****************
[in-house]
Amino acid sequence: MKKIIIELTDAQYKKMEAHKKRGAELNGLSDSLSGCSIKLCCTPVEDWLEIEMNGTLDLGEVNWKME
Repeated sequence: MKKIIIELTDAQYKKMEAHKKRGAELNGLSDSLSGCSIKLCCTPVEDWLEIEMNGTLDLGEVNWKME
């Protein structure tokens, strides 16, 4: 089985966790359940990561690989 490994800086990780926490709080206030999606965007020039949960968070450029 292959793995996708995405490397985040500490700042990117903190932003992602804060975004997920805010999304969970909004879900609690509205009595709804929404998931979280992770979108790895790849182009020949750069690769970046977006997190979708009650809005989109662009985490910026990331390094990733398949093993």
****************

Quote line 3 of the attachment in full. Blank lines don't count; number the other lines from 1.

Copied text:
Repeated sequence: MKKIIIELTDAQYKKMEAHKKRGAELNGLSDSLSGCSIKLCCTPVEDWLEIEMNGTLDLGEVNWKME